I was also amused to find that the ingredient-collection daily tied to the same planet as the world boss actually worked quite well in an ops group too. I remember the first time I was told to collect larval geo beast brains on Hoth after killing Snowblind, I had to do several laps around the area and eventually even ended up switching instances because there was so much competition for the kills. On another day however, someone in my world boss group exclaimed "Now for the brains!" or something like that before I had a chance to leave the ops group, so I tagged along and found that in the most wonderful of MMO fashions, a single mob dropped enough brains for an entire ops group of people if you did the quest while still grouped up. Brilliant!

The one-time story came to a satisfying conclusion, with an ending that allowed you to make a choice between supporting one of the two Hutts hosting the Feast over the other. Besides the currency incentives this was the main thing that motivated me to play through the whole thing on an alt - also to see how it would feel playing through it on a dark-sided character. Unfortunately (?) you don't really get to be mean either way, so when you get the mission to deliver charity for example you have to do so regardless of your alignment, and don't get to bribe gang bosses instead (as the dialogue kind of suggested). That said, there was something slightly amusing about imagining my mostly evil Marauder getting letters from orphans thanking her for her kindness.

The only thing that did bug me a little was that the rescue mission on Mek-Sha involved killing Brothers regardless of your faction. Considering that Imperials are openly aligned with them, I thought it would have made more sense for the player character to bribe or negotiate with them rather than to be simply attacked on sight.

Anyway, I can only concur with Intisar's assessment that this event has been a nice addition to SWTOR's calendar, offering some light-hearted amusement in dark times and combining quick and easy event activities with optional but very attractive rewards. I'm already looking forward to seeing it return next year.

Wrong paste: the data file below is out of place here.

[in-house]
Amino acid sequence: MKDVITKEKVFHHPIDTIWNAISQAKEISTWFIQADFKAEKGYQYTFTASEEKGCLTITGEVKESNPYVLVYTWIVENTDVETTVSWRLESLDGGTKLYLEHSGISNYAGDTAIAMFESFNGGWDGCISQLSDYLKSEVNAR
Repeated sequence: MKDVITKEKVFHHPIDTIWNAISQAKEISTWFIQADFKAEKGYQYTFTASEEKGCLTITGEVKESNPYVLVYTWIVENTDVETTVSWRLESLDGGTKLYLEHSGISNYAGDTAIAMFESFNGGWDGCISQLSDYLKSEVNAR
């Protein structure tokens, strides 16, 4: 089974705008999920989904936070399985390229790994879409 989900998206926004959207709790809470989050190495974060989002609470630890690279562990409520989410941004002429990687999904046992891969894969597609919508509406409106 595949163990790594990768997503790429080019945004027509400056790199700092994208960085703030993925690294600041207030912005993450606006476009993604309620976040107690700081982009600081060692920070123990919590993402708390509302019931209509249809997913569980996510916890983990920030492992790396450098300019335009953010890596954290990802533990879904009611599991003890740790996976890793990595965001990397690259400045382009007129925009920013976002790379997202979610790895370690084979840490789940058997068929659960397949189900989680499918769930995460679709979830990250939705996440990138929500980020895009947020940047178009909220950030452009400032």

Feast of Prosperity, Continued

We're approaching the end of the second week of the Feast of Prosperity and based on the excited chatter I've been seeing about it on Twitter it seems to be shaping up to be quite a success. Personally I haven't been doing the event quests quite as religiously as I've approached this kind of thing in the past, but I have been trying to do at least some of them on my main every day.

The story quest which I originally assumed to be just an introductory breadcrumb actually continued this week, and I assume it will come to some sort of conclusion after Tuesday. Like the Swoop Event story it suffers a bit from being all aliens talking gibberish all the time, but aside from that I've been finding it quite interesting. The question of whether these two Hutts really are as charitable as they've been claiming to be seems to be shaping up to come to an interesting conclusion. I liked the part where your character delivers charity to some individuals in need on Mek-Sha, which was actually pretty sweet. Who'd have thought that Mek-Sha of all places would have an orphanage?

I've also been quite enjoying the daily world boss hunts. I do like casual, impromptu group content in measured doses, and the world boss pugs have been fitting that bill pretty well. I think it was quite clever of Bioware to make them part of this event - if these dailies were just something that was on all the time, people would quickly become bored of them and participation would likely drop to unsustainable levels. However, in the context of this limited time event, it's easy to find groups for them pretty much at all times (plus it helps that the bosses are so easy that group composition requirements are pretty flexible).

After a few days I also went ahead and finally tried the more difficult versions of both the food serving and the cooking dailies. The former was a bit of a disappointment, as it's not really much harder, but simply longer. It does speed up a bit towards the end compared to the "easy" mode, but basically, if you can do the easy mode without errors you're capable of doing the hard mode as well; it just takes four times as long.

The more difficult version of the cooking daily is more interesting, as it puts certain tasks on a timer but also forces you to actually pay attention - no longer can you just blindly click on whichever item is highlighted in the UI, but you have to actually look around and identify the correct ingredient visually and/or by hovering your mouse over it. That is actually more difficult and engaging without taking much longer than the easy version. The only thing that's mildly annoying is that I've found that any time you're supposed to add something to the grill, the targeting can be a bit fiddly and doesn't always register, even if the targeting circle was clearly placed in the correct location. When you only have a few seconds to add the ingredient, this can be annoying - however, fortunately failure just means starting over, and since the whole thing is really quick it's not a big deal either way.